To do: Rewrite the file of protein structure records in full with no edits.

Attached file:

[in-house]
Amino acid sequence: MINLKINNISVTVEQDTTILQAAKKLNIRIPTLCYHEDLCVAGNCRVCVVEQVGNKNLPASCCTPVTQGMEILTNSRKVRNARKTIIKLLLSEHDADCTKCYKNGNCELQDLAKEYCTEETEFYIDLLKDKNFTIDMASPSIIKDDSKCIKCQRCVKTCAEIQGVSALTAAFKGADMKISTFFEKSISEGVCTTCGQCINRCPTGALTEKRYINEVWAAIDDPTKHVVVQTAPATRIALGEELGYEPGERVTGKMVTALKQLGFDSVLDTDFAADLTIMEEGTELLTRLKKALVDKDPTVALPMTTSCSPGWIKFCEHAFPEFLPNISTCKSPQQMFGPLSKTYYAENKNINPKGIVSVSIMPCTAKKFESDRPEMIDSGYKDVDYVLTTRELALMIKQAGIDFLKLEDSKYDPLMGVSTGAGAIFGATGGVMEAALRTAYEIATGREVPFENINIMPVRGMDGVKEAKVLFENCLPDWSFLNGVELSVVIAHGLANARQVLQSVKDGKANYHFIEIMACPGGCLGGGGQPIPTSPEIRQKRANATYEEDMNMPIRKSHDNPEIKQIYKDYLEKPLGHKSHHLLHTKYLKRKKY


[in-house]
Amino acid sequence: MINLKINNISVTVEQDTTILQAAKKLNIRIPTLCYHEDLCVAGNCRVCVVEQVGNKNLPASCCTPVTQGMEILTNSRKVRNARKTIIKLLLSEHDADCTKCYKNGNCELQDLAKEYCTEETEFYIDLLKDKNFTIDMASPSIIKDDSKCIKCQRCVKTCAEIQGVSALTAAFKGADMKISTFFEKSISEGVCTTCGQCINRCPTGALTEKRYINEVWAAIDDPTKHVVVQTAPATRIALGEELGYEPGERVTGKMVTALKQLGFDSVLDTDFAADLTIMEEGTELLTRLKKALVDKDPTVALPMTTSCSPGWIKFCEHAFPEFLPNISTCKSPQQMFGPLSKTYYAENKNINPKGIVSVSIMPCTAKKFESDRPEMIDSGYKDVDYVLTTRELALMIKQAGIDFLKLEDSKYDPLMGVSTGAGAIFGATGGVMEAALRTAYEIATGREVPFENINIMPVRGMDGVKEAKVLFENCLPDWSFLNGVELSVVIAHGLANARQVLQSVKDGKANYHFIEIMACPGGCLGGGGQPIPTSPEIRQKRANATYEEDMNMPIRKSHDNPEIKQIYKDYLEKPLGHKSHHLLHTKYLKRKKY